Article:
Wall St. is rallying on earnings reports this morning, but also taking disappointing industrial activity in the Northeast as a factor that will force the Fed to delay in raising benchmark interest rates from near zero.
The huge miss in the Empire State Manufacturing Index wiped out an overnight dollar rally, giving gold the space to pull into positive territory. Crude oil prices are higher for the fifth day, up over 3% in morning trading.
Slowdowns in industrial production and retail sales in China have traders expecting more stimulus measures from the central bank in Beijing.
Yesterday in the Markets
Wall St was mixed yesterday, with the Dow and S&P 500 erasing morning losses on the strength of banking and energy stocks to finish with slight gains, while the Nasdaq never came up for air. Expectations that Intel would miss earnings forecasts kept the tech index in the red all day.
The U.S. dollar fell over 0.5% in early morning trading, and remained in negative territory all day.
Despite the Energy Information Agency forecasting U.S. oil production would rise more than previously expected for 2015, West Texas Intermediate crude was up 3% yesterday. Brent crude was up over 1.5%, and both have moved above their 100 DMA (100-Day Moving Average.) Today is options expiry for May crude contracts, as well as the day for the weekly U.S. petroleum stockpiles report.
Factors Affecting Gold Today
The European Central Bank kept benchmark interest rates at record lows at its policy meeting today, as expected, and ECB president Mario Draghi stated that the ECB’s quantitative easing program started last month to buy €60 billion of government bonds is already bearing fruit. The ECB’s intent to continue “money printing” has pushed European stocks to 14-year highs.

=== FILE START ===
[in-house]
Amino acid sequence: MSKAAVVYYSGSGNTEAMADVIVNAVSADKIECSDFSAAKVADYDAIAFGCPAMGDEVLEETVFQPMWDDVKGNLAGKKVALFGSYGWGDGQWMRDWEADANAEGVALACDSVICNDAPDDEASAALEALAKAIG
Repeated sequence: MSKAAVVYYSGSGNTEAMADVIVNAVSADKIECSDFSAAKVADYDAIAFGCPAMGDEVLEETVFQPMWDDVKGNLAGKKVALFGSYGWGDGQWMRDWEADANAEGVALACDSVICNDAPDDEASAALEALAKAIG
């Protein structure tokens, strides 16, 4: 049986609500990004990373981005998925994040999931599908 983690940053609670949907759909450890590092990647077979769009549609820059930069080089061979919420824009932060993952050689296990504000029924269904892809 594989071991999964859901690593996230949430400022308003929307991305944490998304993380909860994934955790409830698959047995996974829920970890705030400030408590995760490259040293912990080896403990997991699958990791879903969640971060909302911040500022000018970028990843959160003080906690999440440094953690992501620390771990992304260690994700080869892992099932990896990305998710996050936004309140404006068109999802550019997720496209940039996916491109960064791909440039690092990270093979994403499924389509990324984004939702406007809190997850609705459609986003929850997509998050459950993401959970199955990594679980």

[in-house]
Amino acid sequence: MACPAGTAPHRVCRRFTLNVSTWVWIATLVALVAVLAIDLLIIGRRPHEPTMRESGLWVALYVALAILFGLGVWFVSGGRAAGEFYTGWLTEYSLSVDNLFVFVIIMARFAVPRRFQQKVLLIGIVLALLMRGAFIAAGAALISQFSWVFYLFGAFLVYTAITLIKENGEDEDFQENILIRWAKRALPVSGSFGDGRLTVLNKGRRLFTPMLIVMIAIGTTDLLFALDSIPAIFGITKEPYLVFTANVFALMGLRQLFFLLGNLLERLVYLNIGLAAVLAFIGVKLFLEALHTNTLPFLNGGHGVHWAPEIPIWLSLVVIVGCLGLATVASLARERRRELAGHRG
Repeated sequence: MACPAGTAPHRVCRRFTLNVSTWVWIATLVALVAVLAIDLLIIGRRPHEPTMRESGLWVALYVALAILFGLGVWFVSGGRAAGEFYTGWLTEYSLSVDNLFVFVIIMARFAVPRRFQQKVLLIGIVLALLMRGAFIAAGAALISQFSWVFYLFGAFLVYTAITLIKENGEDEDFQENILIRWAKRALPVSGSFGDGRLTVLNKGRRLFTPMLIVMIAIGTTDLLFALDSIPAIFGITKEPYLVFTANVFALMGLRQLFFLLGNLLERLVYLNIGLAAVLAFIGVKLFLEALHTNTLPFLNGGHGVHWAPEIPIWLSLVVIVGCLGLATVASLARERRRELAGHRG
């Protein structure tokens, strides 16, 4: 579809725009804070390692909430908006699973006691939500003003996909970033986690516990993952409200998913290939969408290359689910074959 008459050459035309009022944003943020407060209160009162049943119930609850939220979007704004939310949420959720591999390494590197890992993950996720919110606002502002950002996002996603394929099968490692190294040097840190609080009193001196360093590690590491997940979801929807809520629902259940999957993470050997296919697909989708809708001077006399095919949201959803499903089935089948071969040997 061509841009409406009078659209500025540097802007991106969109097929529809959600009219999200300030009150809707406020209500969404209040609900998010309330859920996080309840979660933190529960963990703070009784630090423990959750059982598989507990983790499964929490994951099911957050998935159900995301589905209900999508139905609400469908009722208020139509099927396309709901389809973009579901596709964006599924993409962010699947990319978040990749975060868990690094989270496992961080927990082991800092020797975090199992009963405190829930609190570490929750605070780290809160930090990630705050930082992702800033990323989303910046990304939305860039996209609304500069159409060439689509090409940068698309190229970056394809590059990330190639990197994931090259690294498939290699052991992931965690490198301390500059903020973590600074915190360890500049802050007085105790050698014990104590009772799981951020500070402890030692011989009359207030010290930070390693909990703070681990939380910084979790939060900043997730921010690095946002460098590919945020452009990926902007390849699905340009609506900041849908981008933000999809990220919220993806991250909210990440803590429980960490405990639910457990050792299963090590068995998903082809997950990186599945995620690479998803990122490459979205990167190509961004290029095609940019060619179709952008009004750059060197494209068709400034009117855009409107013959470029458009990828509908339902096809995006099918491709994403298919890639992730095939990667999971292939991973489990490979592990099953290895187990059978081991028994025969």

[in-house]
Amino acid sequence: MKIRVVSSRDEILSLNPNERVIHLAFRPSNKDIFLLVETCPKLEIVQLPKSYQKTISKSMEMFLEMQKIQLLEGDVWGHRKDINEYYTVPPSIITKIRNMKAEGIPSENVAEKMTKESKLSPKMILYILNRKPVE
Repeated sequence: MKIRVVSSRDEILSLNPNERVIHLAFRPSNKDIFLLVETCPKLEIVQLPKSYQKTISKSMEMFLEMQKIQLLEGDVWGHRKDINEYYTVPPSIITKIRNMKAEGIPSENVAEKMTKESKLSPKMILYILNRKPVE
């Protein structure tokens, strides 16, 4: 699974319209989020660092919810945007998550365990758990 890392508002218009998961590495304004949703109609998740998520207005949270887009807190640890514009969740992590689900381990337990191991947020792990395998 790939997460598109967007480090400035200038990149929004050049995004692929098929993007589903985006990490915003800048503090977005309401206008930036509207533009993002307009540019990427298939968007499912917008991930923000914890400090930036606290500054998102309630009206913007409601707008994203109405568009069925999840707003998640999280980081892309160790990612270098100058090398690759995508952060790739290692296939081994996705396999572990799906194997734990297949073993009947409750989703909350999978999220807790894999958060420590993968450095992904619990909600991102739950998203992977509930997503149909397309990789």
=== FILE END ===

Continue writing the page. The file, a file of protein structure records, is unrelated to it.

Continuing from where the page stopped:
There was a bit of excitement at the press conference when a young woman protesting “the ECB Dictatorship” rushed the speaking platform, jumped up on a table in front of Draghi, and dumped confetti over his head. Had it been a real assassination attempt, the European Central Bank would be looking for a new leader, as security agents were nowhere near her.
The German Finance Minister has apparently lost patience with the leftist government in Greece, calling the country “a bottomless pit” that “no one” expects to be able to put a plan together by next Friday to prevent it running out of money. The government in Athens has basically reneged on almost everything the previous administration had promised in return for being bailed out, such as pension reforms, budget cuts, and privatizing state-owned businesses.
Petroleum stockpiles in the U.S. barely increased this week, as refineries are operating at full capacity to clear the backlog. Crude stockpiles still stand at 80-year highs, however. The news gave a boost to crude oil futures in morning trading, and the increased refinery production may mean gas prices at the pump in the U.S. may trend closer to $2/gallon.
The UN has announced an arms embargo against rebel-controlled areas of Yemen, ordering the forces loyal to former President Ali Abdullah Saleh (who was forced out of power in 2012) and Houthi rebels to give up territory conquered in the civil war. The rebel forces control the majority of the country, including the capital, and have chased the current President into exile in Saudi Arabia. They been subjected to air strikes by Saudi Arabia and its Gulf allies, who back the present Sunni administration. Iran is supposedly supporting the Houthi, who are Shiite. Counting Iraq and Syria, Saudi Arabia is now pretty much surrounded by civil wars where Iran is supporting one side or the other, threatening to bring sectarian conflict to the entire region. To make it even more “fun,” both ISIS and Al Queda have large presences in the region, hoping to step into the vacuum and seize control, and have been attacking both sides. A BBC article on Yemen tries to explain who is who.
Western officials worry that a hostile government in Yemen could block the straights at the southern end of the Red Sea, preventing oil tankers and freighters from using the Suez Canal.
Tomorrow is first-time jobless claims and housing starts in the U.S., as first quarter earnings reports continue to move the stock market.